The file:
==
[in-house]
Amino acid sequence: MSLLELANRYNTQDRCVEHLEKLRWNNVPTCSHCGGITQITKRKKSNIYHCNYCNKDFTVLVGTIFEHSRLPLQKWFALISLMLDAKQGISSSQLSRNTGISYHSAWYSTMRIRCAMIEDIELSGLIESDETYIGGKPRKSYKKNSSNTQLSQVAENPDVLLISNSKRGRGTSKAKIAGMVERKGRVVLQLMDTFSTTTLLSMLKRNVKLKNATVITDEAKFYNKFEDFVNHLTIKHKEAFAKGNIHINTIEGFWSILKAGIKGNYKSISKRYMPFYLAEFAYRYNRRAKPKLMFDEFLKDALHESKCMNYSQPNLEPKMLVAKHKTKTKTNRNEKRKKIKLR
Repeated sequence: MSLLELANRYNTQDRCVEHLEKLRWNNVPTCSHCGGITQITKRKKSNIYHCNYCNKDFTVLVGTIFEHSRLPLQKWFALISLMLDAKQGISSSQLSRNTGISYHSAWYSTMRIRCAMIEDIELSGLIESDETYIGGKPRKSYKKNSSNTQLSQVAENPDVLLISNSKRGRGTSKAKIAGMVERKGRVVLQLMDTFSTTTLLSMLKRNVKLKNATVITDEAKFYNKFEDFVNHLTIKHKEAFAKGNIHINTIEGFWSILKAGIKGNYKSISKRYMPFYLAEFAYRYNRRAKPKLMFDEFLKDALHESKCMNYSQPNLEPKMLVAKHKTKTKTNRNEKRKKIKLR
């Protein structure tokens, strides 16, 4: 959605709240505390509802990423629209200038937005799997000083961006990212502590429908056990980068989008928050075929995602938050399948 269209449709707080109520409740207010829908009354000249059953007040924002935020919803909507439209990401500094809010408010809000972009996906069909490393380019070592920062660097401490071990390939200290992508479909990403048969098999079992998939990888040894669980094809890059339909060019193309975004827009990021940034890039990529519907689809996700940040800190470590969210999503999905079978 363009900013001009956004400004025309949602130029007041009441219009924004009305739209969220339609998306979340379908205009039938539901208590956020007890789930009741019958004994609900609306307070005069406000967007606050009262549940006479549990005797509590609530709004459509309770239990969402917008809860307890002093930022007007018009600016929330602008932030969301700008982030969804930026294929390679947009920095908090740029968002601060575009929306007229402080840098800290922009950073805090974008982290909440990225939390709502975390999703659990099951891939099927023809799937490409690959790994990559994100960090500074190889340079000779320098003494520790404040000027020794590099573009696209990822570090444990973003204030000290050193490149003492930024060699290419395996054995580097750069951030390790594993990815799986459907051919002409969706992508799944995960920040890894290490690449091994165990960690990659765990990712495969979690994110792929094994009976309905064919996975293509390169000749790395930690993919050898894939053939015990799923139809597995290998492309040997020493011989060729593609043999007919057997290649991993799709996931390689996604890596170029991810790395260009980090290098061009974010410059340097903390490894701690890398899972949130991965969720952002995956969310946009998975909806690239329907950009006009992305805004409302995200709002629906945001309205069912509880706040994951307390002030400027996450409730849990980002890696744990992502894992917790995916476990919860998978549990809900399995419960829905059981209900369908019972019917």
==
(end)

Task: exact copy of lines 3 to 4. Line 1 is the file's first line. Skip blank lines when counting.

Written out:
Repeated sequence: MSLLELANRYNTQDRCVEHLEKLRWNNVPTCSHCGGITQITKRKKSNIYHCNYCNKDFTVLVGTIFEHSRLPLQKWFALISLMLDAKQGISSSQLSRNTGISYHSAWYSTMRIRCAMIEDIELSGLIESDETYIGGKPRKSYKKNSSNTQLSQVAENPDVLLISNSKRGRGTSKAKIAGMVERKGRVVLQLMDTFSTTTLLSMLKRNVKLKNATVITDEAKFYNKFEDFVNHLTIKHKEAFAKGNIHINTIEGFWSILKAGIKGNYKSISKRYMPFYLAEFAYRYNRRAKPKLMFDEFLKDALHESKCMNYSQPNLEPKMLVAKHKTKTKTNRNEKRKKIKLR
């Protein structure tokens, strides 16, 4: 959605709240505390509802990423629209200038937005799997000083961006990212502590429908056990980068989008928050075929995602938050399948 269209449709707080109520409740207010829908009354000249059953007040924002935020919803909507439209990401500094809010408010809000972009996906069909490393380019070592920062660097401490071990390939200290992508479909990403048969098999079992998939990888040894669980094809890059339909060019193309975004827009990021940034890039990529519907689809996700940040800190470590969210999503999905079978 363009900013001009956004400004025309949602130029007041009441219009924004009305739209969220339609998306979340379908205009039938539901208590956020007890789930009741019958004994609900609306307070005069406000967007606050009262549940006479549990005797509590609530709004459509309770239990969402917008809860307890002093930022007007018009600016929330602008932030969301700008982030969804930026294929390679947009920095908090740029968002601060575009929306007229402080840098800290922009950073805090974008982290909440990225939390709502975390999703659990099951891939099927023809799937490409690959790994990559994100960090500074190889340079000779320098003494520790404040000027020794590099573009696209990822570090444990973003204030000290050193490149003492930024060699290419395996054995580097750069951030390790594993990815799986459907051919002409969706992508799944995960920040890894290490690449091994165990960690990659765990990712495969979690994110792929094994009976309905064919996975293509390169000749790395930690993919050898894939053939015990799923139809597995290998492309040997020493011989060729593609043999007919057997290649991993799709996931390689996604890596170029991810790395260009980090290098061009974010410059340097903390490894701690890398899972949130991965969720952002995956969310946009998975909806690239329907950009006009992305805004409302995200709002629906945001309205069912509880706040994951307390002030400027996450409730849990980002890696744990992502894992917790995916476990919860998978549990809900399995419960829905059981209900369908019972019917």